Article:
Canada pulls out of UN conference on racism

Canada on Wednesday bowed out of the United Nations 2009 conference on racism in Durban, saying it would likely “degenerate into ... expressions of intolerance and anti-Semitism”.

Secretary of State for Multiculturalism and Canadian Identity Jason Kenney said that, to his knowledge, Canada was the first country to announce it would not take part in the 2009 Durban Review Conference.

The UN’s first World Conference Against Racism, Racial Discrimination, Xenophobia and Related Intolerance, held in 2001 in the same South African city, “degenerated into open and divisive expressions of intolerance and anti-Semitism” that prompted Israel and United States to abandon the meeting, said Foreign Affairs Minister Maxima Bernier.

“Secretary of State Kenney and I had hoped that the preparatory process for the 2009 Durban Review Conference would remedy the mistakes of the past. Despite our efforts, we have concluded that it will not,” he added in a statement.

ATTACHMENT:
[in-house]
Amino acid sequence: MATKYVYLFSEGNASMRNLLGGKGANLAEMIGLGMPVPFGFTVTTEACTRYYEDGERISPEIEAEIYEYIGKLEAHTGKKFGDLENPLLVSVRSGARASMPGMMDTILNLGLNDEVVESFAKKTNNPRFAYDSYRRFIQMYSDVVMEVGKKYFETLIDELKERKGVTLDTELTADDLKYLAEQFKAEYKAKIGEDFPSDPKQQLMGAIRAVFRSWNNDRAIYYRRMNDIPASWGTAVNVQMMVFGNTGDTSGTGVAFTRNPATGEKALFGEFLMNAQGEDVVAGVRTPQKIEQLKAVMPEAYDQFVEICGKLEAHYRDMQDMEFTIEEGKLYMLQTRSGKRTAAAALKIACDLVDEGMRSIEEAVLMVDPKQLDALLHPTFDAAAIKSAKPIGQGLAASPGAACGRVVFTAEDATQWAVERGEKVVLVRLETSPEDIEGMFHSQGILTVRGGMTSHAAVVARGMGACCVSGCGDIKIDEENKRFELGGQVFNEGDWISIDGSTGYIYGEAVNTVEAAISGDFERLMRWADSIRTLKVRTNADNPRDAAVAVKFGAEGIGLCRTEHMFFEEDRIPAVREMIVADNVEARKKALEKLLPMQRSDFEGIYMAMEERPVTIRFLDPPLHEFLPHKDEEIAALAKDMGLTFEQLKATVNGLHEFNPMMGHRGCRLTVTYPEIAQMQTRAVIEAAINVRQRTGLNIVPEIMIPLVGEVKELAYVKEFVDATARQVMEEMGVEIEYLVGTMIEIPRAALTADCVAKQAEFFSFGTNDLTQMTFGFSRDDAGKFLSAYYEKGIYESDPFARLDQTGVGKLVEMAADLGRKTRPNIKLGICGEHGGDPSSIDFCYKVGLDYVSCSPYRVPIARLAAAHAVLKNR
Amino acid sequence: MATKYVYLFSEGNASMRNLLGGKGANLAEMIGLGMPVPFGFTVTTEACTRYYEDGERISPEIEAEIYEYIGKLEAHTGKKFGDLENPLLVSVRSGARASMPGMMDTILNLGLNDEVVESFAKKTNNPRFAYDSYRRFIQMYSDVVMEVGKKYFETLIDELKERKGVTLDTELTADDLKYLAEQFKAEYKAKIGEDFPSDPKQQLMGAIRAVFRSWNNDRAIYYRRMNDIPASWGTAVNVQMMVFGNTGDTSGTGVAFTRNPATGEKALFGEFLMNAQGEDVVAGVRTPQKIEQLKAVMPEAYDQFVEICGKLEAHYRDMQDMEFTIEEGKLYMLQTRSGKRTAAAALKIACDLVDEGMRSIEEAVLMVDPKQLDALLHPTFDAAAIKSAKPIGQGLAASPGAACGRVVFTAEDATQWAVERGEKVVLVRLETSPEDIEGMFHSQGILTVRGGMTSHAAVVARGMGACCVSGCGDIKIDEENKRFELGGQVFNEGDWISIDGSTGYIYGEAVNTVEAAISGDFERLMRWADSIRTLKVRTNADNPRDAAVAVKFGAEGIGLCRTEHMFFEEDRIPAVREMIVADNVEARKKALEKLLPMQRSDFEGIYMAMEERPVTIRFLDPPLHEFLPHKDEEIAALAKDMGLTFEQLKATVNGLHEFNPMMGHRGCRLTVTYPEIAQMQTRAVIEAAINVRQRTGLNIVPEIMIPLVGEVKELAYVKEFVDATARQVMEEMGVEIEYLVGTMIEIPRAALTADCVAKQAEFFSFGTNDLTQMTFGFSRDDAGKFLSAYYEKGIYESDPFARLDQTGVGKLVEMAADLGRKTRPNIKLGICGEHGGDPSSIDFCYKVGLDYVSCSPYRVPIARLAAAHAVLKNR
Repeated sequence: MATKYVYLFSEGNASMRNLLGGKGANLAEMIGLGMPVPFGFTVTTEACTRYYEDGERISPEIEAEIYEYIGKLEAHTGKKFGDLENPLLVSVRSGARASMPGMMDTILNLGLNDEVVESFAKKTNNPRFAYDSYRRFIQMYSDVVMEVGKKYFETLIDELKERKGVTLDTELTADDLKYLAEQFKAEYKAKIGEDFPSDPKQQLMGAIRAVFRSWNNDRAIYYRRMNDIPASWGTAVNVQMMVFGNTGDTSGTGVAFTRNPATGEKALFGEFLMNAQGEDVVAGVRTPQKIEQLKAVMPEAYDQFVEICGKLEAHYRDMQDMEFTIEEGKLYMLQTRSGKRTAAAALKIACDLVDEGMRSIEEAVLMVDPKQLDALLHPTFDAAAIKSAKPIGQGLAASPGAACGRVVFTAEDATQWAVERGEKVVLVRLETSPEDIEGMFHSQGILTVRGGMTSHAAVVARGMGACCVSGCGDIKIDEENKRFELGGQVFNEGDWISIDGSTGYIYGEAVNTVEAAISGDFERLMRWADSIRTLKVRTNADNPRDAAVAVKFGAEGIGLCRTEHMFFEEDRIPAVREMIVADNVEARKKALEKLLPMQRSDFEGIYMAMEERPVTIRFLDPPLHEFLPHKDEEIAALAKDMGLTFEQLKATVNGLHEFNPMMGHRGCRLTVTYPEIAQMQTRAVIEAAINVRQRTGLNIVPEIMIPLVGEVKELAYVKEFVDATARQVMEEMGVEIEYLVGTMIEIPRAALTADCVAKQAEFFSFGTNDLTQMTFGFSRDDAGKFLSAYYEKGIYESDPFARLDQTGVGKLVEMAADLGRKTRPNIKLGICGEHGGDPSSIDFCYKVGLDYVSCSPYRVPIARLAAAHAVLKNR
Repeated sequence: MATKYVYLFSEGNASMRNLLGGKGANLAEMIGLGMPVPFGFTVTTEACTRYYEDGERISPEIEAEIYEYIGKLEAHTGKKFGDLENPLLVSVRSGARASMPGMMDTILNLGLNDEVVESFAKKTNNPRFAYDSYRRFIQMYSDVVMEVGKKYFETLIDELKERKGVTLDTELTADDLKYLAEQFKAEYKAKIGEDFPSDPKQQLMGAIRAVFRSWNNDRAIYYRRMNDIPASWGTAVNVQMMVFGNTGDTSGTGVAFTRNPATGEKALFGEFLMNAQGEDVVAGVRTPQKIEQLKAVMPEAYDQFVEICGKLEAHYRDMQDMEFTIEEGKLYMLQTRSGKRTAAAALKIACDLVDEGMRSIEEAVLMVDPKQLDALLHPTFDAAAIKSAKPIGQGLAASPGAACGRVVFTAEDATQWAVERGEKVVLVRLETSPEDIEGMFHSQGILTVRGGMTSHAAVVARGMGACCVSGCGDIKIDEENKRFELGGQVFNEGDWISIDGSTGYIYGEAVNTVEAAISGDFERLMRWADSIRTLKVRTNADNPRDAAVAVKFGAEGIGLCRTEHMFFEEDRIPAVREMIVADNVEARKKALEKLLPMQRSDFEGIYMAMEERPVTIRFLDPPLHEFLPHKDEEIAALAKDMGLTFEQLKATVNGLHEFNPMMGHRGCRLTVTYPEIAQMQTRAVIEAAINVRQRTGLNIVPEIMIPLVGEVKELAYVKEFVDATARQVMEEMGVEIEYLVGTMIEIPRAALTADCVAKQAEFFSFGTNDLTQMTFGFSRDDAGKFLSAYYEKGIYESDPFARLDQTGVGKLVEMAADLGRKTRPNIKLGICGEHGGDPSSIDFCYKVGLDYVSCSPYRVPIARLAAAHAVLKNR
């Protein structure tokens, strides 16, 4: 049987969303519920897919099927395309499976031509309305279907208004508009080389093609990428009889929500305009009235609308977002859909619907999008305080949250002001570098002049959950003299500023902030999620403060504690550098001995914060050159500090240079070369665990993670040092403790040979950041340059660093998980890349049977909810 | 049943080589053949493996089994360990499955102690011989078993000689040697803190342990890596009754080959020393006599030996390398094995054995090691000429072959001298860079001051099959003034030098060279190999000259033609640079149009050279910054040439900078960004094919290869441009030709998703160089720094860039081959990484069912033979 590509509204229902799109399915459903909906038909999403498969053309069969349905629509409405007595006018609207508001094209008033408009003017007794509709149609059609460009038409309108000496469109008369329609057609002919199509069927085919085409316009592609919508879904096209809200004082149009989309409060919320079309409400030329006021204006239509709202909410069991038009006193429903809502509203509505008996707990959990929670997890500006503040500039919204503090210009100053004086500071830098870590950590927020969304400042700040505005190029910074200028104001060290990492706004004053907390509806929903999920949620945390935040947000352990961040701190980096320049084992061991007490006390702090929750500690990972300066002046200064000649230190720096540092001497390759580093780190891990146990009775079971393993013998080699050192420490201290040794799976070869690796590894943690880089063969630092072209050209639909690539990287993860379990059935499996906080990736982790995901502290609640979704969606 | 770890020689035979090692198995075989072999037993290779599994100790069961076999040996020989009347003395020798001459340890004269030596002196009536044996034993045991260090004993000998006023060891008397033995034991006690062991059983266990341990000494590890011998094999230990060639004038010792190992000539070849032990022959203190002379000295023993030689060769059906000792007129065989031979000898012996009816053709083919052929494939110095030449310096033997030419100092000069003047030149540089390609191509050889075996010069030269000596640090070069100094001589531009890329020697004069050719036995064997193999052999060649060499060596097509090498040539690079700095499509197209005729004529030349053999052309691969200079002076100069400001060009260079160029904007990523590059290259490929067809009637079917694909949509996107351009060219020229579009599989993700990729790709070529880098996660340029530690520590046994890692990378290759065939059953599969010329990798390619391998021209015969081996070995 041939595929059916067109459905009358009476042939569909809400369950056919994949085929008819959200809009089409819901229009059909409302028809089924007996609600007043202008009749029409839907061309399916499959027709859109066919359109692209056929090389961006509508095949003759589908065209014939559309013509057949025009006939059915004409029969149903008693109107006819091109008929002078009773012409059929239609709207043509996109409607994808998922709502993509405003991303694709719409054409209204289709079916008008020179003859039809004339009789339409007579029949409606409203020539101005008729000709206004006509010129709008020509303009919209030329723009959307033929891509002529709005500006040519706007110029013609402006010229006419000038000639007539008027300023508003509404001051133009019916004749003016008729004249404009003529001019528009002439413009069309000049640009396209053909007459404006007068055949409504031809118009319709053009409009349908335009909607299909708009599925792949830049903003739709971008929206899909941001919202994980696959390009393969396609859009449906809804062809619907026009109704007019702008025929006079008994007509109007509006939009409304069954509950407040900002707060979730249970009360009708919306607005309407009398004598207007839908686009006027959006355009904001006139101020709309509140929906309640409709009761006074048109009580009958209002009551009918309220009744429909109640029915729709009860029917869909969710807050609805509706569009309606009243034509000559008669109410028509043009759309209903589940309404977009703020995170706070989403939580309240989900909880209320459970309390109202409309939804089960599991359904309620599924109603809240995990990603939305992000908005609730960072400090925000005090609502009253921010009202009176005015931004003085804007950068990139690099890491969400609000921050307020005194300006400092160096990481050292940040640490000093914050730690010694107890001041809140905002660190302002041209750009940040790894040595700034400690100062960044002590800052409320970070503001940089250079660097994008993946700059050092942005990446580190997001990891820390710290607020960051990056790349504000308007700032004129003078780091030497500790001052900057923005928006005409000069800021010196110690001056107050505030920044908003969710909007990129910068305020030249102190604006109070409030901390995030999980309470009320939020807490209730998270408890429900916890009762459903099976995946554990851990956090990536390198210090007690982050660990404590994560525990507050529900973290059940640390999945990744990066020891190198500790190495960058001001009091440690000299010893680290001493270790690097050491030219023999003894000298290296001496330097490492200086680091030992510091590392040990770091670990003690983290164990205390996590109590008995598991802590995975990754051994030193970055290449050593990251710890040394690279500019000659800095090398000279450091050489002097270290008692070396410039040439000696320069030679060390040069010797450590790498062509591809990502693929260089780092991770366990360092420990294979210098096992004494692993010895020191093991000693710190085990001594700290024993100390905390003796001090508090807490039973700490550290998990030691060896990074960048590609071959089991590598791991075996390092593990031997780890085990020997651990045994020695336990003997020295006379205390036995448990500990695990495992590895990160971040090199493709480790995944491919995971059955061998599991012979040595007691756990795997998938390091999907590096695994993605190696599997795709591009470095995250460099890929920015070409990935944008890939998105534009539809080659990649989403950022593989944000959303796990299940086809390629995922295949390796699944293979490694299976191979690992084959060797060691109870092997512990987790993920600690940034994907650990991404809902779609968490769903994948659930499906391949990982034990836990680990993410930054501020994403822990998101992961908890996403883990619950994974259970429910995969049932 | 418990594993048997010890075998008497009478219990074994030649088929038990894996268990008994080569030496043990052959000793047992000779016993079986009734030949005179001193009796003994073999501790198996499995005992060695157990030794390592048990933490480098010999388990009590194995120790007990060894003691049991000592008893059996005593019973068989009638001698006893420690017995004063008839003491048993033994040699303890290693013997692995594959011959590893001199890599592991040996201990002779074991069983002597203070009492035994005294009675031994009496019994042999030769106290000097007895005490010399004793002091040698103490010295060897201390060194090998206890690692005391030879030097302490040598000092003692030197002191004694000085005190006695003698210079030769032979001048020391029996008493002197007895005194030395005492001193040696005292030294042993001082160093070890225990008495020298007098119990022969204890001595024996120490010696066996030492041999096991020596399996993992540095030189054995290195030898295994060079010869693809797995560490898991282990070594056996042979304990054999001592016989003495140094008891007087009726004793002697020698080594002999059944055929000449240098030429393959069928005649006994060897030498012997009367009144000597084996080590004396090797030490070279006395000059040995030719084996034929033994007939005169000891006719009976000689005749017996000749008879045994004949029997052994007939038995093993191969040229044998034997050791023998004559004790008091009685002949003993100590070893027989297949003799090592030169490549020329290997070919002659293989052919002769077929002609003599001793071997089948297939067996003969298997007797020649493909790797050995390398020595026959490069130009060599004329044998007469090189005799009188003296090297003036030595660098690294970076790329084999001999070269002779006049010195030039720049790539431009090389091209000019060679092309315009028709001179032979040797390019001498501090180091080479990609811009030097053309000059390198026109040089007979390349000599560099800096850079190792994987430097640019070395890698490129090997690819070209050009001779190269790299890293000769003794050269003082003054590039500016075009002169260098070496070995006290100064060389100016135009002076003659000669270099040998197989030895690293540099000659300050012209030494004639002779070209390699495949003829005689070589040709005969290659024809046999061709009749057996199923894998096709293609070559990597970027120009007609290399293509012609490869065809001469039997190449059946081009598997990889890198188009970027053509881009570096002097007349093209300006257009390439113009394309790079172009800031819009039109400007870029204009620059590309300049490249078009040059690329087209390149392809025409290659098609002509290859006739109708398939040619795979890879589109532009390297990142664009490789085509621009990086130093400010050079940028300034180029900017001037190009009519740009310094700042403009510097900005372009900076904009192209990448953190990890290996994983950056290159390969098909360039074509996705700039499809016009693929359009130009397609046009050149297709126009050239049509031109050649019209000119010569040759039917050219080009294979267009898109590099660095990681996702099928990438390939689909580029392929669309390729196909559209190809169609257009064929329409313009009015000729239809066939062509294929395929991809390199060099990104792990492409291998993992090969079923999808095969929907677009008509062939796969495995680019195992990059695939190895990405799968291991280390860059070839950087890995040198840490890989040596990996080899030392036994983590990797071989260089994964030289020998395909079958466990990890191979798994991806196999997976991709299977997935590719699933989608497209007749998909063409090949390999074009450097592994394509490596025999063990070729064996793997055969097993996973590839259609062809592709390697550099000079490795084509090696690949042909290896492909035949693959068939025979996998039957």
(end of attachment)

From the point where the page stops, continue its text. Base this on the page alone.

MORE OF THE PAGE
“Canada will therefore not participate in the Durban Review Conference in 2009,” Bernier said.

Kenney said it was clear that forces that dominated the 2001 conference were still in control, noting that Libya had been elected president of the event’s organising committee, which also included Iran, a country that has advocated Israel’s destruction.

He said Canada tried unsuccessfully to influence the preparatory process of the upcoming conference, and that by withdrawing its participation it hoped to signal other countries to avoid the mistakes of the 2001 meeting.

The Jewish Bonsai Birth organisation welcomed Canada’s decision, saying that it was setting an example by refusing to take part in an event that promotes hate and intolerance.

Prime Minister Stephen Harper’s conservative administration has been a staunch defender of Israel since it rose to power two years ago.

Last week, Bernier apologised to Israel after his ministry published an internal document that included Israel and United States in a list of countries where prisoners risk torture.
He ordered the mistaken entry to be edited out.—Sapa-AFP

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